Florian had never tried, and found it very hard to keep his balance standing up. More fun to paddle sitting down, with a dog as company. 

First up, Fozzie.


We've noticed that Fozzie, when he is nervous, tends to be particularly intense with the kisses. I think it relaxes him.

It was a bit windy and the water a bit choppy,
















but we were so impressed with how Fozzie stayed put on that paddle board. I thought he'd be all over the place, but he must have been smart enough to know things would be better if he stayed where he was.

Good job Fozzie, time to come in. 



Let's see how Daria likes it. Maybe a bit nervous, 



but another admirable job staying balanced 



like a brave and seaworthy crew member. Alright Captain, let's bring 'er in to shore.


Mission accomplished, with a snoozing and loudly snoring foster dog throughout the evening. 

Captain, whaddya got for the rest of the week?

Monday, August 25, 2014

Daria the Deaf Piglet-Cow-Pittie Mix Pup

Now you've seen one picture of my new foster pup Daria, with her worried sad shelter face. 

Since Daria is deaf, and has clearly had several litters of puppies--both of which may count against her in some adopters' minds--it was extra important to get her into a foster home where someone could experience what an amazing little creature she is and become her adoption advocate. 






Daria is wiggly, cuddly, goofy, 

and affectionate. 

I've always loved dogs who snort, but Daria's snorts are particularly wonderful. Like a little cow-spotted piglet, Daria snorts when she kisses, snorts when she sniffs, and snorts when she eats. 

She snorts when she throws herself onto her back on the floor or the grass, and rolls around in sheer joy. 















But the best thing about Daria is that even though she is an adult dog, she acts like a little puppy. 



Perhaps she is trying to recapture a childhood she never had. 

All those years she was giving birth to litters of puppies, then nursing her
babies only to have them taken away and sold, 













she probably wished she could just roll around on her back in the grass, or bark incessantly at a handsome boy dog with no risk that she'd just get knocked up again.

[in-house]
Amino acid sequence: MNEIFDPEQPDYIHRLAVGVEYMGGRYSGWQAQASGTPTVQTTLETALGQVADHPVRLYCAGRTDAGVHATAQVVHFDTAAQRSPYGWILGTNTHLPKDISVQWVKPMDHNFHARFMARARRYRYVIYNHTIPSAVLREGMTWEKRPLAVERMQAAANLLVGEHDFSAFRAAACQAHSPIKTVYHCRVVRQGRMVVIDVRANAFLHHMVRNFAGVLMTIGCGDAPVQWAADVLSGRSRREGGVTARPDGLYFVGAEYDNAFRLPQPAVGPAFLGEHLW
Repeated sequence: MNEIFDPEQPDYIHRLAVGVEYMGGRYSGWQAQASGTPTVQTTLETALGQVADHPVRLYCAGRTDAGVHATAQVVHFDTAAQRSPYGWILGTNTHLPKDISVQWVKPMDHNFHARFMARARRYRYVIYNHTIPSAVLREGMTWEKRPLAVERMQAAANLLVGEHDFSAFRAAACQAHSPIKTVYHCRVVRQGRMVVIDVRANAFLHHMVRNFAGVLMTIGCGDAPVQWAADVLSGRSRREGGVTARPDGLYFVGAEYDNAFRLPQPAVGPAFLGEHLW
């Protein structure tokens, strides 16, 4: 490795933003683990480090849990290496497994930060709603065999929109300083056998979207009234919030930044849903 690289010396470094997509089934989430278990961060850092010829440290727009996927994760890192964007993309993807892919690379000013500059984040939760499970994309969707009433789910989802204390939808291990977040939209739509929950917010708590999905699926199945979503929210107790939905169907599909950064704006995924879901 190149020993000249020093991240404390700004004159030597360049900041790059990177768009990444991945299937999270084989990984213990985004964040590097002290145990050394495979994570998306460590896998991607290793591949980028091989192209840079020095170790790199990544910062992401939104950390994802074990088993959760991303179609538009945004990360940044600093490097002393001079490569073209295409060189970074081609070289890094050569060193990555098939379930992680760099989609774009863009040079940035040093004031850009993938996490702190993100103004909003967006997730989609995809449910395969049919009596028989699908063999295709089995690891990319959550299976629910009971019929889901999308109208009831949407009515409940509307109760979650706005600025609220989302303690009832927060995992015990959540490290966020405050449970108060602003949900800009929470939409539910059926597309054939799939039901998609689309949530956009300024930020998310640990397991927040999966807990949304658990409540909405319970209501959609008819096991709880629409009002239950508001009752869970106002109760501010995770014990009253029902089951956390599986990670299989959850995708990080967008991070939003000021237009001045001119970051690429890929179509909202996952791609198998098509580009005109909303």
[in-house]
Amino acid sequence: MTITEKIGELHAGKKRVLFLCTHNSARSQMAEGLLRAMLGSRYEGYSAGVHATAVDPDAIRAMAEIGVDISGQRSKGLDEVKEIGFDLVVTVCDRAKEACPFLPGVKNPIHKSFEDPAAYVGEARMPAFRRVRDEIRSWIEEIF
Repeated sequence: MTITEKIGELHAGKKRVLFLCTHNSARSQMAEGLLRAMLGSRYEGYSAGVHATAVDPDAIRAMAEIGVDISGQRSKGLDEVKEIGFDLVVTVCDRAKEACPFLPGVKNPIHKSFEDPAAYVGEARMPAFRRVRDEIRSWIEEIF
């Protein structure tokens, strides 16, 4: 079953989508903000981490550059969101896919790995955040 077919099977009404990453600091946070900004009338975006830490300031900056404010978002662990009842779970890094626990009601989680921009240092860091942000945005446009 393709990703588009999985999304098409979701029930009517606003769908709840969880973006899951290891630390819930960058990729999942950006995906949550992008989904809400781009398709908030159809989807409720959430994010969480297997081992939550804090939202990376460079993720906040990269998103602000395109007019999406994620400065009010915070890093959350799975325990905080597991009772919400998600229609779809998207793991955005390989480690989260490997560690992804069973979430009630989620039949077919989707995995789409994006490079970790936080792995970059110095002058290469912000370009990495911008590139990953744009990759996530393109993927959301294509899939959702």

Poor Daria, you're safe now. Frolic all you want, just try to let us get some rest at some point, OK?

Friday, August 22, 2014

Fostering to Ease the Pain

Has anyone else noticed that the world seems to be a particularly sad and scary place lately?

We lost a great comedian, a terrifying disease is running rampant in West Africa, and a journalist has been brutally murdered by Islamic extremists as Ferguson, Missouri continues to erupt in the aftermath of a racially-motivated killing of an unarmed young man. 

On a personal front, my heart still sinks a little every time I become aware of the emptiness that was once occupied by Lamar, my circle-wagging, shrill-barking, velvety little man of possibly Anatolian ancestry. How is it possible for the last of my New Mexico Brown Dogs to be gone?



Times like this, I'm not really sure how to stay hopeful and engaged, and not succumb to apathy. Except for one thing: there is always another dog to foster.

I'm not saying that my relationship to dog fostering is a prime example of psychological health and balance. In fact, I'll freely admit that foster dogs are to me as coffee, cigarettes, binge drinking and crack cocaine are to other people.

When times are tough, reach for the foster dog and worry about the consequences later. 

Which is what I did. This is Daria! 

Daria is as wiggly, affectionate, cuddly, and loving as you'd expect from an addiction-satisfying controlled-substance-like foster dog.

She is also deaf, and was very worried in the shelter. Her serious, knit-browed profile images have not been getting much adopter attention. 

Let's spif up that profile of yours, girlfriend! Let's see if we can get you to smile.

Wednesday, August 20, 2014

A Dibee-licious Interlude

Just a short post to commemorate a fun little interlude, in which we dog sat for our former foster Dibee!